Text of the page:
A 45-minute tour of Infinity of Nations, showcasing the material culture of the Americas from Tierra del Fuego to the Arctic through many of the most beautiful and historic objects in the museum's collections. 


Exhibitions 

NFN-10-014-web (1)
Orlando Dugi (Diné [Navajo]) and Troy Sice (Zuni), The Guardian—Bringer of Thunder, Lightning and Rain handbag, 2013. Elk antler, stingray leather, parrot feathers, bobcat fur, rubies, shell, glass beads, and sterling silver. Courtesy of the artist. On view in Native Fashion Now.
Native Fashion Now
From vibrant street clothing to exquisite haute couture, Native Fashion Now celebrates the visual range, creative expression, and political nuance of Native American fashion.
 
This bilingual (English/Spanish) exhibition illuminates Central America’s diverse and dynamic ancestral heritage with a selection of more than 150 objects. For thousands of years, Central America has been home to vibrant civilizations, each with unique, sophisticated ways of life, value systems, and arts. The ceramics these peoples left behind, combined with recent archaeological discoveries, help tell the stories of these dynamic cultures and their achievements.  
 
214677_1000
Iñupiaq ship carving ca. 1880–1910. Point Barrow, Alaska. Ivory, sinew. NMAI Photo Services, Smithsonian 21/4677. On view in Infinity of Nations.

Infinity of Nations: Art and History in the Collections of the National Museum of the American Indian 
This spectacular, permanent exhibition of some 700 works of Native art from throughout North, Central, and South America demonstrates the breadth of the museum's renowned collection and highlights the historic importance of many of these iconic objects.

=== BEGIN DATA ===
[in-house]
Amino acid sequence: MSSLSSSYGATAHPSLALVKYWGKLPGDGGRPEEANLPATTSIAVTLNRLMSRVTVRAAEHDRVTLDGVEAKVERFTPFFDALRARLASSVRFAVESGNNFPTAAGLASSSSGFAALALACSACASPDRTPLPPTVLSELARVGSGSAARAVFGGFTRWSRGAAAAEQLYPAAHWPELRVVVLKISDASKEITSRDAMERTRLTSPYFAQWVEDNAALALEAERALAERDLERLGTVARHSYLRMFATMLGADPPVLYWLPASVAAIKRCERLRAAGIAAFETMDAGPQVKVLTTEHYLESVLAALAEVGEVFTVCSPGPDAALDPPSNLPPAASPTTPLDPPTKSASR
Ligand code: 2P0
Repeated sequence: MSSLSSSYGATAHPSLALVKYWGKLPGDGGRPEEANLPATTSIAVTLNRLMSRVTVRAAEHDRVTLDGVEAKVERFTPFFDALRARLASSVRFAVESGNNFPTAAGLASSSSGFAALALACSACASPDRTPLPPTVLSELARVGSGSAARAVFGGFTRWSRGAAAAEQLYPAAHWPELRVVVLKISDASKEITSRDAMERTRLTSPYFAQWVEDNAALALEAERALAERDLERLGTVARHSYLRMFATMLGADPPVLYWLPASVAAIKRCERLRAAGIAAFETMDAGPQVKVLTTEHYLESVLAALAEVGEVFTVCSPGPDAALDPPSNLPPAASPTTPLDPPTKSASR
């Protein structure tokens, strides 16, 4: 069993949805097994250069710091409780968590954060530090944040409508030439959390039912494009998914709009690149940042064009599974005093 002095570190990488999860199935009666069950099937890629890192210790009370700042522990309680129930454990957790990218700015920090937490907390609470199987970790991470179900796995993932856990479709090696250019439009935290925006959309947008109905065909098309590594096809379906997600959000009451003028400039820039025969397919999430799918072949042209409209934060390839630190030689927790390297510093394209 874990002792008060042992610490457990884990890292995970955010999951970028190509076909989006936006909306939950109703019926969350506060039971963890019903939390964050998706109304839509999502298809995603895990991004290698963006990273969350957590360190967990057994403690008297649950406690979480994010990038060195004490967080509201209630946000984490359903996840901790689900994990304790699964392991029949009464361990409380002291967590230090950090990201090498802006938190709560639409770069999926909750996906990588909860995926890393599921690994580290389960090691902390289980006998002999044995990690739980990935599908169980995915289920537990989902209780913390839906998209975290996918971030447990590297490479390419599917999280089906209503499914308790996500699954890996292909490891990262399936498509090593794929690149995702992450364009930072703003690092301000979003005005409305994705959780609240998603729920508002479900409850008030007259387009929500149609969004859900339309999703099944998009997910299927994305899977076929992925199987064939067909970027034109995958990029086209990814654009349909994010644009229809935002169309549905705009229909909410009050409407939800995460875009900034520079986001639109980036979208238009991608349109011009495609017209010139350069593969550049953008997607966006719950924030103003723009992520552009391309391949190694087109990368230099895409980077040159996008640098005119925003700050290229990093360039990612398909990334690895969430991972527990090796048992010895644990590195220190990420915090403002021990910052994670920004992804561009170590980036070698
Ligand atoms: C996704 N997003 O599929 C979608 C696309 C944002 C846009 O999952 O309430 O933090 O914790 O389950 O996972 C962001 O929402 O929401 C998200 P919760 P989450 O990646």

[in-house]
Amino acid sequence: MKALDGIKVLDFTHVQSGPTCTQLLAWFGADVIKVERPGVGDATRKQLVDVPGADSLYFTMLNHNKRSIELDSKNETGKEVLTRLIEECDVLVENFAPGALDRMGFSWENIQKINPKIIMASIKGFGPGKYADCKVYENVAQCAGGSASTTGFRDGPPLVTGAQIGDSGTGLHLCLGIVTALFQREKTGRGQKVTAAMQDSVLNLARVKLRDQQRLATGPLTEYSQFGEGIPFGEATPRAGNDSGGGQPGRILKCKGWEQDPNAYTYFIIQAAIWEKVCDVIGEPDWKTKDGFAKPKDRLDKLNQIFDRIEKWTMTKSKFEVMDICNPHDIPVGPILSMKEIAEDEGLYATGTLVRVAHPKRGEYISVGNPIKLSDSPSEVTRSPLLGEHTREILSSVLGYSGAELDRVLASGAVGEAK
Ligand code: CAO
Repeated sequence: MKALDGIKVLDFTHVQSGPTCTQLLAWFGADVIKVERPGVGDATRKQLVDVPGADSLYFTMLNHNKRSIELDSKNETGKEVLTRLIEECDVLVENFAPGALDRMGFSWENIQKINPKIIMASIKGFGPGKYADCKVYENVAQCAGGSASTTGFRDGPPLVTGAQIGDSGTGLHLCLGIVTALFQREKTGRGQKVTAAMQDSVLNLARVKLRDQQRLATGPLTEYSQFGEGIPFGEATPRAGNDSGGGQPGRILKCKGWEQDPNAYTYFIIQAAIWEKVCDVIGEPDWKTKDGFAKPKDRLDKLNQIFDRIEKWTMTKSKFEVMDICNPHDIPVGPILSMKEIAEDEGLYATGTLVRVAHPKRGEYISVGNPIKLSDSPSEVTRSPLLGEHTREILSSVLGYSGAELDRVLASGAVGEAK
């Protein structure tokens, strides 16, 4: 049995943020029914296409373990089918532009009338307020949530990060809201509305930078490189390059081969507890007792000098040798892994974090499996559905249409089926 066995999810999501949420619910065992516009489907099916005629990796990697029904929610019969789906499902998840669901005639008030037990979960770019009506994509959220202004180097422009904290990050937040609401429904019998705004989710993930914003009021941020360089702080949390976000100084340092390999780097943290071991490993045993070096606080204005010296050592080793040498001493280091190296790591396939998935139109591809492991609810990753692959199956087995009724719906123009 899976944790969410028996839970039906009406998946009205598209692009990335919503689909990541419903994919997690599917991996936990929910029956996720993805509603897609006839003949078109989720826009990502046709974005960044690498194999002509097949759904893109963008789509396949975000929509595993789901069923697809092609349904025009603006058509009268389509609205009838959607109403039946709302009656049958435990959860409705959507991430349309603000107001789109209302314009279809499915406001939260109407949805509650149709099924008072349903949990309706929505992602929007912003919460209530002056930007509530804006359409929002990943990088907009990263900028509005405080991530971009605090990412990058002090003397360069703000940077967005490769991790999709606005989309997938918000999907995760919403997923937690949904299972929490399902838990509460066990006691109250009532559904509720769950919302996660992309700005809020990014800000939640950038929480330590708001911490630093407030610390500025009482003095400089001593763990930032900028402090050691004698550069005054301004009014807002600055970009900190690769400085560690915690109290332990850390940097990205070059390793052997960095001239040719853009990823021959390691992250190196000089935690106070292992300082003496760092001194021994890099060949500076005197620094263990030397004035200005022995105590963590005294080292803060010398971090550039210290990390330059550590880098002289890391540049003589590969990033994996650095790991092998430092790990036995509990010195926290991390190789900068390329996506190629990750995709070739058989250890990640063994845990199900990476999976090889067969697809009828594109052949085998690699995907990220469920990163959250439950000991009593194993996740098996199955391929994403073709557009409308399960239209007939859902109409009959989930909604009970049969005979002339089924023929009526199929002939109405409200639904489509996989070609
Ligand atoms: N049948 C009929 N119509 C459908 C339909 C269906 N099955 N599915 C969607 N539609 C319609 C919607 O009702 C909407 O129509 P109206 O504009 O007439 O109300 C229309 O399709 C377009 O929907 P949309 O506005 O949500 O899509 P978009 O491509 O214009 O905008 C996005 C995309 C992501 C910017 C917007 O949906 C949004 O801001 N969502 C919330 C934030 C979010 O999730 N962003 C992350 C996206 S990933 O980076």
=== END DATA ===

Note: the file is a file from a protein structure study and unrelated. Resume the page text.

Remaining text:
Circle of Dance 
Featuring ten social and ceremonial dances from throughout the Americas, the exhibition illuminates the significance of each dance and highlights the unique characteristics of its movements and music.
 
The National Museum of the American Indian George Gustav Heye in New York
Alexander Hamilton U.S. Custom House | 
One Bowling Green | New York, N.Y. 10004

Comments (0)

    » Post a Comment

February 17, 2017

Native Fashion Now: Mixed Media Artist Barry Ace

Through September 4, 2017, the National Museum of the American Indian’s George Gustav Heye Center in New York celebrates indigenous designers from across the United States and Canada, from the 1950s to today. Native Fashion Now—a traveling exhibition organized by the Peabody Essex Museum and now making its final stop—explores the exciting and complex realms where fashion meets art, cultural identity, politics, and commerce. In a series of interviews, writer and cultural specialist Dennis Zotigh (Kiowa, Santee Dakota, and San Juan Pueblo tribes) speaks with artists and designers taking part in the exhibition, beginning with Barry Ace.

 

Parallel Tasking 1500
Barry Ace (M'Chigeeng First Nation), Parallel Tasking (front and back), 2000. Mixed media.

 

Congratulations on having your work chosen for Native Fashion Now, and thank you for doing this interview. Please introduce yourself.

Thank you. My name is Barry Ace, and I am a practicing visual artist drawing inspiration from multiple facets of my Anishinaabeg culture. My work can be found in numerous public and private collections in Canada and abroad. I am an enrolled member of M’Chigeeng First Nation, Manitoulin Island, Ontario. 

BarryAcebyRosalieFavell
Barry Ace (M'Chigeeng First Nation). Photo by Rosalie Favell (Métis)

Can you give us your Native name and its English translation?

It’s Ace, pronounced Es. The Ojibwe word for clam is es. A small clam is esiins or esens, depending on the dialect.

Where did you grow up and where do you call home now?

I grew up on Manitoulin Island and in Sudbury, Ontario, Canada. Home now is Ottawa, Ontario.

How old were you when you became interested in your art form?

Perhaps when I was seven or eight years old. I helped gather material and made Anishinaabe splint-ash baskets with my great-aunt Annie Owl-McGregor. 

Who are the individuals who inspired you?

My grandmother Mary McGregor-Ace and great-aunt Annie Owl-McGregor, both of whom were traditional Anishinaabe art-makers—beadwork, quillwork, basketry.

Have you competed and won any awards for your work?

My work won the K. M Hunter Visual Arts Award in 2015.